On our trail walk yesterday, almost hidden under a canopy of trees on the side of the path:
These beautiful creatures.
The iPhone didn’t particularly like me shooting into a darkish area, so this is the best I could do. There was the smell of horses and hay and manure, instantly taking me back to my childhood – to the days when my grandparents lived on four acres and had horses. Pa (with a short a, as in pat – that’s what we called my grandfather) usually had two horses living in the barn and occasionally boarded other horses. I was pretty young in those days. I rode the horses, but always with an adult at my side.
My sisters never knew that property, for by the time they came along, my grandparents had moved to a more populated town. The upkeep of the property in the country had become too much for Pa. He sold the property and the horses.
Now that I write about it, I realize how hard that must have been for Pa, a Canadian guy with the nickname ‘Slim’ who drove racing sulkies when he was a young man, and was truly a cowboy at heart. He wore Stetsons. He loved bolo ties. He subscribed to American Horseman magazine. He loved everything about his horses and all horses. He went to horse sales every Friday night. He had a collection of horse bits from all over the world.
How heartbreaking it must have been to reach an age where his leg was acting up, emphysema was starting to take its toll, where the upkeep of four acres was too much, where he had to sell the property and the horses.
What was there for a guy like that to do, after all those chores were no longer necessary?
Life can be very tough, especially when getting older means having to leave behind a long-held passion. Or, in my parents’ case, leaving their beloved northern Michigan behind to move to Florida in order to have one of the children nearby. Or facing the reality that you can no longer handle driving a car with any degree of confidence anymore.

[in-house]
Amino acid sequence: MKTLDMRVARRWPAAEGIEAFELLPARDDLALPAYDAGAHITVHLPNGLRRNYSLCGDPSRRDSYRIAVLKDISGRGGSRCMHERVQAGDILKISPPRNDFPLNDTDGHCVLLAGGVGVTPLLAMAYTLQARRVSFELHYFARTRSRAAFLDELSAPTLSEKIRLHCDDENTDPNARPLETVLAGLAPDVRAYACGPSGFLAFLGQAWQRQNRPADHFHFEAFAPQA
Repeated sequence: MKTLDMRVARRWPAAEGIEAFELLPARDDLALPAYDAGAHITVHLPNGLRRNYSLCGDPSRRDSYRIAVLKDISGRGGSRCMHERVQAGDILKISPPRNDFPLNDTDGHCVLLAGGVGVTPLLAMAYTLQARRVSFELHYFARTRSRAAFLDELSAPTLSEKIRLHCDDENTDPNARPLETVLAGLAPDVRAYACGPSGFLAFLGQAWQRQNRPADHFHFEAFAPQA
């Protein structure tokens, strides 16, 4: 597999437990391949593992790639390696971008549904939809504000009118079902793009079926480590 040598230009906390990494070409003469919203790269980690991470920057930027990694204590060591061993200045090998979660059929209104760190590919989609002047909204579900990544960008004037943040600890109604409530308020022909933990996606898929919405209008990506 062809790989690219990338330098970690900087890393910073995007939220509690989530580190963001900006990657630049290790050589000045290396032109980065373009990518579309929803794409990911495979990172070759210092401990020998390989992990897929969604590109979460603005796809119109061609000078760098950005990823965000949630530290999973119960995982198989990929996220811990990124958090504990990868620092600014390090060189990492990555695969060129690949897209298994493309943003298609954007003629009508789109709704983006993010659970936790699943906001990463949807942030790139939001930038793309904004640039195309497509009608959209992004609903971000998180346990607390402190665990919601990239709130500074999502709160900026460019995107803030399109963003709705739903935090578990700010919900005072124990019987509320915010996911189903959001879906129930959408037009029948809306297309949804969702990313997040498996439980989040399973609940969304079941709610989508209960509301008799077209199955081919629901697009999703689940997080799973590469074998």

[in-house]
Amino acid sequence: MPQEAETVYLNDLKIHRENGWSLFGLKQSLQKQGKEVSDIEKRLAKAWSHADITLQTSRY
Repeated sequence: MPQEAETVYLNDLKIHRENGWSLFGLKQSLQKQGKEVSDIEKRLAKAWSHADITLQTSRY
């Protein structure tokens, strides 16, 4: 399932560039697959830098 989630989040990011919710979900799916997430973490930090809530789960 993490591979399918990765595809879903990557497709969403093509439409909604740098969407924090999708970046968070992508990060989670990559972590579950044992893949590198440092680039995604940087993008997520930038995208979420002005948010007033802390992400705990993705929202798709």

As we are in our early sixties now, I feel more and more compassion and empathy for those decisions that had to be made in the face of a shifting reality. We are feeling the stress of the shifting financial realities that seem to be a constant in the life of two freelancers. Unless I win the lottery, or some stranger leaves me a large sum of money, we’ll eventually have to sell our beloved Mockingbird Hill Cottage. The mortgage is too high, the upkeep will get increasingly tougher for us to handle, we’ll never have any cushion if we’re forced to keep up those mortgage payments – and what way is that to live as we get older?
I’ve been thinking about that a lot for the past few days.
Then I turn it over to God/a Higher Being/Divine Intelligence, because I have no idea at times how we’ll get through any given month, but somehow we do. And I have to trust that the answers will be provided; a gentle nudge here, an opportunity there, a door opening (hopefully) that was previously closed.
But, boy oh boy, can I be swallowed up in fear just like that. In a flash. In a millisecond.
Deep breath. Affirm truth. Trust. Move forward.
My watchwords for the day.
I hope your day is peaceful and happy. That’s what I’m aiming for.
New post up on Just Let Me Finish This Page.